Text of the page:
OverviewFailed Request Tracing Rules is a powerful tool for troubleshooting request-processing failures in IIS 7.0. This topic leads the reader through the steps to enable Failed Request Tracing Rules to debug failures and trace steps in Application Request Routing. For more information about Failed Request Tracing Rules, refer to this article.
GoalTo configure Failed Request Tracing Rules and to understand what to look for when troubleshooting Application Request Routing.
PrerequisitesThis walkthrough requires the following prerequisites:
- IIS 7.0 on Windows 2008 (any SKU) or newer with Tracing role service installed for IIS.
- Microsoft Application Request Routing Version 1 and dependent modules.
- Minimum of two application servers with working sites and applications.
- Download Microsoft Application Request Routing Version 1 for IIS 7 (x86) here.
- Download Microsoft Application Request Routing Version 1 for IIS 7 (x64) here.
Another prerequisite is that the reader has gone through the other walkthroughs and has configured Application Request Routing. Application Request Routing should be in working order before proceeding with this walkthrough.
Step 1 – Configure Failed Request Tracing RulesIn this step, the Failed Request Tracing Rules are defined for Application Request Routing.
To configure Failed Request Tracing Rules using the UI:
1. Launch IIS Manager (inetmgr).
2. Select the Default Web Site.
3. In the Actions pane, under Configure, select Failed Request Tracing….
4. In the Edit Web Site Failed Request Tracing Settings dialog box, check the Enable checkbox.
5. Click OK to save changes.
6. Select the Default Web Site.
7. Double-click Failed Request Tracing Rules.
8. In the Actions pane, click Add….
Select All content (*), and then click Next.
9. Select Status code(s): and enter 200-399.
Click Next. The above configuration has created a Failed Request Tracing Rule that writes traces when the status code falls between 200 and 399.
10. Deselect ASP, ASPNET, and ISAPI Extension. After selecting WWW Server, deselect everything under Areas:, except for Rewrite and RequestRouting. Since Application Request Routing relies on the URL Rewrite Module to inspect incoming requests, it is recommended that you enable the traces for both Application Request Routing (RequestRouting) and URL Rewrite Module (Rewrite).
For additional information about URL Rewrite Module traces, refer to http://learn.iis.net/page.aspx/467/using-failed-request-tracing-to-trace-rewrite-rules/.
11. Click Finish.
To configure Failed Request Tracing Rules using the command-line:
1. Open a command prompt with administrator privileges.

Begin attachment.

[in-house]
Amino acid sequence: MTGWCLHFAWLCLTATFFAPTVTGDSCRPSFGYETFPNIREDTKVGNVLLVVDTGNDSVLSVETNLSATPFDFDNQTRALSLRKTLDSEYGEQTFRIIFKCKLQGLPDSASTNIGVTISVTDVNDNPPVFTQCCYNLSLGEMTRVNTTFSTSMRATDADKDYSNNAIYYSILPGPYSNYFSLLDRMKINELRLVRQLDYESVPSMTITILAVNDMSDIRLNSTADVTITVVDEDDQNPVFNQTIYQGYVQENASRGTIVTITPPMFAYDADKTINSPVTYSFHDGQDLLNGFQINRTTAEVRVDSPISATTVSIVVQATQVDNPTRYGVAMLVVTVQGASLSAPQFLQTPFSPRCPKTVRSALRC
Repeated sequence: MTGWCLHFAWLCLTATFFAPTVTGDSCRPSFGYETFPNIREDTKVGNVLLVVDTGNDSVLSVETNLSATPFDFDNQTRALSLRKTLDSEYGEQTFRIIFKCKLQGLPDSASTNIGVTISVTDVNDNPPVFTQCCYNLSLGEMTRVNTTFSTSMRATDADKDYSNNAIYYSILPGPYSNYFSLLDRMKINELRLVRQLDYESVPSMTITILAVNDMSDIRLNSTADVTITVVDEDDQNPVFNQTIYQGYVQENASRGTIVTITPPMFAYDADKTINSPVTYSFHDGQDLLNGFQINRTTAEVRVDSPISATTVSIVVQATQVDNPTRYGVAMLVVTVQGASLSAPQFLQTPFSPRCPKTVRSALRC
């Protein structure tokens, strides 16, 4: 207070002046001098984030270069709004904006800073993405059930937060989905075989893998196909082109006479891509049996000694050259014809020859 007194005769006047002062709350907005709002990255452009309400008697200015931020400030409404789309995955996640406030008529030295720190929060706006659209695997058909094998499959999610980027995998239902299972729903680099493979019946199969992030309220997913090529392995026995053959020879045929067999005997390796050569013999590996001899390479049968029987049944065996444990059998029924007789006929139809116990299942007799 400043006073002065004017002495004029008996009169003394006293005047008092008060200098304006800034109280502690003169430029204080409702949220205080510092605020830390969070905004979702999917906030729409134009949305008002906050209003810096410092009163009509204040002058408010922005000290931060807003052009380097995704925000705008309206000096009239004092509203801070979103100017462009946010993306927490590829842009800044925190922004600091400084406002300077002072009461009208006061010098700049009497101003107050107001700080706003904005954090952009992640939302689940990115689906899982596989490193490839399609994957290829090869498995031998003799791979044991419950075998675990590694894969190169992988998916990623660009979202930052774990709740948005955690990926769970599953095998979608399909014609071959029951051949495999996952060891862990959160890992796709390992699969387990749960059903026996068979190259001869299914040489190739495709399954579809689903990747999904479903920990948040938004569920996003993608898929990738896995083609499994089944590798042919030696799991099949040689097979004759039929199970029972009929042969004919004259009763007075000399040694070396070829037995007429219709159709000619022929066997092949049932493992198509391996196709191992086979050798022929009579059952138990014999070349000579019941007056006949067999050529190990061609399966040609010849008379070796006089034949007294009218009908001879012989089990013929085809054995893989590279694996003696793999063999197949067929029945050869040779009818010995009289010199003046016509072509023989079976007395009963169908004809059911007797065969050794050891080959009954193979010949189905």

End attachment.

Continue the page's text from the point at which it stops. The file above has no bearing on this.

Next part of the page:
2. Navigate to %windir%\system32\inetsrv.
3. To enable Failed Request Tracing on the Default Web Site, enter: appcmd set site "Default Web Site" -traceFailedRequestsLogging.enabled:"true" /commit:apphost.
4. To configure the Failed Request Tracing Rules as shown in the UI above, enter:
- appcmd.exe set config "Default Web Site" -section:system.webServer/tracing/traceFailedRequests /+"[path='*']"
- appcmd.exe set config "Default Web Site" -section:system.webServer/tracing/traceFailedRequests /+"[path='*'].traceAreas.[provider='WWW Server',areas='Rewrite,RequestRouting',verbosity='Verbose']"
- appcmd.exe set config "Default Web Site" -section:system.webServer/tracing/traceFailedRequests /[path='*'].failureDefinitions.statusCodes:"200-399"
Step 2 – Analyze Failed Request Tracing LogsIn this step, you will send requests to Application Request Routing and analyze Failed Request Tracing logs.
To view Failed Request Tracing logs:
1. Navigate to the directory where the Failed Request Tracing logs are written. By default, the location is %SystemDrive%\inetpub\Logs\FailedReqLogFiles\.
2. Change directory to the folder that matches the Default Web Site. By default, this is W3SVC1. If you are unsure, select the Default Web Site in IIS Manager, and then select Advanced Settings… in the Actions pane. The value of the ID indicates the corresponding folder. (ie. ID 1 corresponds to W3SVC1).
3. If there are any xml files, remove them by typing:
4. Send a request to Application Request Routing. If Application Request Routing is functioning correctly, it results in a 200 response, which falls within the 200 to 399 range that was specified in Step 1. Therefore, the logs are written to the location above.
5. List the files in the directory to confirm that new xml files are written.
6. Open the xml file. Click Request Details. Select Complete Request Trace, and then click Expand All. Below is an example of a Failed Request Tracing log for Application Request Routing:
7. Pay closer attention to the following sections:
- Headers: Shows the HTTP header that Application Request Routing has received.
- WebFarm: Indicates the name of the server group to where the request is routed.
- Server: Indicates the destination server to where the request is routed.
- Algorithm: Indicates which load balance algorithm is used.
- RoutingReason: Indicates the decision behind why the server is selected.
- State: Availability of the destination server.
- TotalRequests: Runtime statistic on how many requests have been sent to this server.
- CurrentRequests: Runtime statistic on the concurrent number of HTTP requests to this server.
- BytesSent: Runtime statistic on how much data in KB have been sent to this server.
- BytesReceived: Runtime statistic on how much data in KB have been received from this server.
- ResponseTime: Runtime statistic on the responsiveness in ms of this server.
- Headers: Shows the response HTTP header from the destination server.
- Buffer: Shows the response entity from the destination server.
- The following have been added with the timestamps to indicate the
start and end times of corresponding events to profile the performance
of Application Request Routing: